A Listening Ear To Your Everyday Problems

Have you ever felt like your mind is filled with a lot of thoughts? Are those thoughts troubling your everyday life? Do you wish to tell someone about it, but not sure if they’re reliable enough for you to share your thoughts with them? Or have any of your family members or your close friends or relatives experienced something like this before? If you answered “yes” to any of these questions, what you need is a listening ear to hear you out. But who should you go to for a listening ear?

A stock photo showing a worried person thinking in front of his laptop.
Our everyday life hassles such as work problems can lead to us not attending to the thoughts in our mind. Source: Unsplash

Other than counselling, where else can you go to if you want someone to listen to your problems, but you are hesitant to share with people in your personal lives? Perhaps you may want to check out Sidewalk Talk, a community project where they offer a listening ear to anyone for free.

What Is SideWalk Talk?

The PIC of Sidewalk Talk listening to a member of the public.
Mr Lim Meng Zhen, the person in charge of Sidewalk Talk giving a listener ear.

Inspired by Sidewalk Talk San Francisco, Sidewalk Talk is a non-profit community project that promotes free listening. Volunteers would go to public places, put up chairs, and invite any interested persons from among the public to sit down with them and talk about whatever they have in mind. This project’s main aim is to ‘create public awareness and remove the stigma of seeking mental health treatment and support, and to promote the importance of human connection through empathetic listening.’

Mr Lim Meng Zhen is a psychology lecturer, a volunteering enthusiast, and the person in charge of Sidewalk Talk Malaysia. This project started in September 2017. When asked why he started Sidewalk Talk Malaysia, he answered, “I hope to build up a support system, where people have one more place to go to when they need emotional support. We hope to serve the community by providing them with a pair of listening ears.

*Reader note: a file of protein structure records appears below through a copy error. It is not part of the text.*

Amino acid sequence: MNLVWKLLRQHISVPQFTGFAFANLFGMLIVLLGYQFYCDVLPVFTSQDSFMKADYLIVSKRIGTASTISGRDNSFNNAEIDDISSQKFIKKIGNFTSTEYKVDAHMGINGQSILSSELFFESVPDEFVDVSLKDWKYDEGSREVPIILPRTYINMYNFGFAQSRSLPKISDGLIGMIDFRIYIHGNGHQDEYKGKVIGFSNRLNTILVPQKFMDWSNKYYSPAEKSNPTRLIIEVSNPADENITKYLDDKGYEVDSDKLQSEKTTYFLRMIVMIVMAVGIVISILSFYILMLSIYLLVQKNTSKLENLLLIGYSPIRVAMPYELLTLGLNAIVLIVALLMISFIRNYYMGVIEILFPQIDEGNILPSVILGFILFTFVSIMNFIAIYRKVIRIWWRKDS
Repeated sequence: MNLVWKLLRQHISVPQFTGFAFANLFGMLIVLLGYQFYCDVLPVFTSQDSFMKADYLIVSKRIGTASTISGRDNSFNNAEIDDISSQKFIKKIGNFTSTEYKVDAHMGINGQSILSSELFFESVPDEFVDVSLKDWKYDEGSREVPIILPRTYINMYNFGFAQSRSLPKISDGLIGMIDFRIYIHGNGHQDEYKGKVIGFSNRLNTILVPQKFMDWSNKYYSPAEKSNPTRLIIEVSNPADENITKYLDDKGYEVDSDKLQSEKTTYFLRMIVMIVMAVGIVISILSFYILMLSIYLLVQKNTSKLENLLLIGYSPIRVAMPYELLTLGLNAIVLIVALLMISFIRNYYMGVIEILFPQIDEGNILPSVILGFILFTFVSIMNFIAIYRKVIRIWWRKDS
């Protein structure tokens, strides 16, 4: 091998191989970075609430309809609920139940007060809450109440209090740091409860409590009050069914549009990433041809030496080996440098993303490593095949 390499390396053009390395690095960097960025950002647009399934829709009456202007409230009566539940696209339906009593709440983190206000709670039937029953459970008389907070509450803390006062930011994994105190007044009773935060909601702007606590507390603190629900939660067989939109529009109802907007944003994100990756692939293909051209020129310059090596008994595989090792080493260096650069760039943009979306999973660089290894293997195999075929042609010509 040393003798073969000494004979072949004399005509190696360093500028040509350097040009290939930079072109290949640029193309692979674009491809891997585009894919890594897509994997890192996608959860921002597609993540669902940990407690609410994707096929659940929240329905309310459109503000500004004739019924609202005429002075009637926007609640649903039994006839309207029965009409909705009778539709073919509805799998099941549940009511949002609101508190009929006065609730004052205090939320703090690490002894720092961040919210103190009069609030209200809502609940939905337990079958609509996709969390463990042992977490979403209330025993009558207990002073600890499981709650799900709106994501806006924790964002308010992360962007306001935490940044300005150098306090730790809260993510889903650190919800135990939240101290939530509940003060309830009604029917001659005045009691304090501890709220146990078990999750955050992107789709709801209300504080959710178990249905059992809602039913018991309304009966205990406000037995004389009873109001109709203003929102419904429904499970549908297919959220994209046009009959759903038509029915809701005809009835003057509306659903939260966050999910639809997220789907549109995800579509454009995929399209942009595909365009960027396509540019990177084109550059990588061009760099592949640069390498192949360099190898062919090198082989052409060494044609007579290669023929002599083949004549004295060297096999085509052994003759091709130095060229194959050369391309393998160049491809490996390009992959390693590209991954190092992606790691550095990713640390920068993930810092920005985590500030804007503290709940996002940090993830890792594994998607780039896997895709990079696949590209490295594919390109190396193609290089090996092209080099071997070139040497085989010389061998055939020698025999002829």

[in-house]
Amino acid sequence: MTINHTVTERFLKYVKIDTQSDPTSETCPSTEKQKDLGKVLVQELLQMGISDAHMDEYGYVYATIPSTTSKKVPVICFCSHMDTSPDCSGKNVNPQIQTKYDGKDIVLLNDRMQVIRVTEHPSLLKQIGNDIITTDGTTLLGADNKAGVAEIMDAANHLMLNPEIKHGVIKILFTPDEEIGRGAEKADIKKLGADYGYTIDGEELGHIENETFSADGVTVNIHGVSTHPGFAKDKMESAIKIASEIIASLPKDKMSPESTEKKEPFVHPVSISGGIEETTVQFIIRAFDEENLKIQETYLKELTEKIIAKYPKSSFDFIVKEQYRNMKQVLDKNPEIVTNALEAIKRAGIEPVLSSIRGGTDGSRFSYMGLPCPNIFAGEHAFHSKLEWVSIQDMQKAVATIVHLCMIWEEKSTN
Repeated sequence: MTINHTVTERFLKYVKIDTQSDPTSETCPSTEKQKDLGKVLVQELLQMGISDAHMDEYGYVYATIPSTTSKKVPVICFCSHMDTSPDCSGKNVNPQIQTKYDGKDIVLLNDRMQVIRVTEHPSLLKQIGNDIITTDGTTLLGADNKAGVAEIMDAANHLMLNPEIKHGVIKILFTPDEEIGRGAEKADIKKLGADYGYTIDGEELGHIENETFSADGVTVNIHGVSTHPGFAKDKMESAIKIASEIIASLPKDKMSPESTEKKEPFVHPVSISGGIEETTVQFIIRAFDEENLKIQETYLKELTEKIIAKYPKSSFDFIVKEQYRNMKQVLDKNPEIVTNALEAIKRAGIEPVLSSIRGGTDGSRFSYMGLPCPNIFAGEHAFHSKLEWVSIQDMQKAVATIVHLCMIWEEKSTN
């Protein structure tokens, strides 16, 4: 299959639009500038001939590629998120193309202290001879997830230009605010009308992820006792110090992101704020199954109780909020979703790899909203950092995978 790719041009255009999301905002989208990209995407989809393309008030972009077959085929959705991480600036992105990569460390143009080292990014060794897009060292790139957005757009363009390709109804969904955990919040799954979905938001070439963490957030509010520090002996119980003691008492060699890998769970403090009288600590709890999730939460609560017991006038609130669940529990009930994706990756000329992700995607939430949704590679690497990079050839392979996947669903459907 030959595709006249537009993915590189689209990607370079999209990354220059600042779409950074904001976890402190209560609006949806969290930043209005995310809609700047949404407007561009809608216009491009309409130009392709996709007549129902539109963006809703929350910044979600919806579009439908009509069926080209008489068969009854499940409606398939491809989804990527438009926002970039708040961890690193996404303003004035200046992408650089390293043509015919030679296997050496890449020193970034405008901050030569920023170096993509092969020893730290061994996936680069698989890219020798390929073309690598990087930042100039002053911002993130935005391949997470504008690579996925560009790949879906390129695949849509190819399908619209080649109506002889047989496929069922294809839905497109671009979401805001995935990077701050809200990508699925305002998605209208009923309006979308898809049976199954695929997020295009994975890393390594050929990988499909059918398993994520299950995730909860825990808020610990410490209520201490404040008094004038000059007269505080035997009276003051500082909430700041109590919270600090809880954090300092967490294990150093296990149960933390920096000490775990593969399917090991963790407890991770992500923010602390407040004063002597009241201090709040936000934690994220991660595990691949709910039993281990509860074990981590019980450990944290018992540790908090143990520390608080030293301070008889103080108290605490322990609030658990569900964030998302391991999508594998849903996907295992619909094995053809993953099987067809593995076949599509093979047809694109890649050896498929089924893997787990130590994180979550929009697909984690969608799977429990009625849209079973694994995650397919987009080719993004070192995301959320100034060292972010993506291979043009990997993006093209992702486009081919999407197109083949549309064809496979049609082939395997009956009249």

So far, Sidewalk Talk Malaysia has conducted 38 listening sessions. More than 250 people have participated and talked to them.

The Sidewalk Talk volunteers promoting their free listening project.
The team promoting their service in front of Sunway Pyramid Shopping Mall.

The Idea Behind This Listening Project – Human Connection

If we look around us, we see that everyone is busy with phones in their hand. Although surrounded by a million people, we still let our mind drift away by our phone. According to Mr Lim, the idea behind Sidewalk Talk is to establish human connection in this world when we are too reliant on our gadgets.

Humans are social creatures. Even if we prefer to isolate ourselves, we still yearn for connection with others. By sitting down, talking and listening to others, we would re-establish the connection that we may have lost for a while.

A volunteer of Sidewalk Talk listening  to a member of the public.
One of the volunteers giving a listening ear to a member of the public in front of Sunway Pyramid Shopping Mall.

How This Listening Project Can Help People

Mr Lim explained that this project is not aimed at direct intervention, but rather to go out and connect with other people. Sidewalk Talk is very different from counselling. In counselling, the counsellors would give advice to their clients. Sidewalk Talk does not allow the listeners to give advice, hence Sidewalk Talk should not be a substitute for counselling or for serious mental health issues.

This project however, does promote active empathetic listening and its benefits. They want to know more about the other person with no intention to reply with professional advice. By offering active listening, Sidewalk Talk is able to give a chance for people to be heard.

Sidewalk Talk volunteers promoting active listening.
A team of student volunteers explaining to people on their main objective of Sidewalk Talk.

How Do You Feel After Being Listened To?

A lot of research found that people generally feel better after being listened to. They finally can become more at ease with themselves after sharing their concerns and worries with their listeners. Of course, the Sidewalk Talk team could not vouch for the feelings of people they listened to. They could say that they felt good, but that can be subjective, as there may be some bias to that answer. To get the truth out of them, perhaps in the near future someone needs to conduct another research on this…

The one who decides how you feel is yourself. So, when was the last time you actually felt heard? Perhaps you should check out their next project on their blog. You may also see their updates or where they’re hosting their project from their Facebook.

About Amal HAMIZAH

Psychologist by training, she has racked up years of writing experience, contributing to blogs and forums. She's into fashion and gastronomy, art, stationeries and literature too. And yeah, she also has a soft spot for cats.

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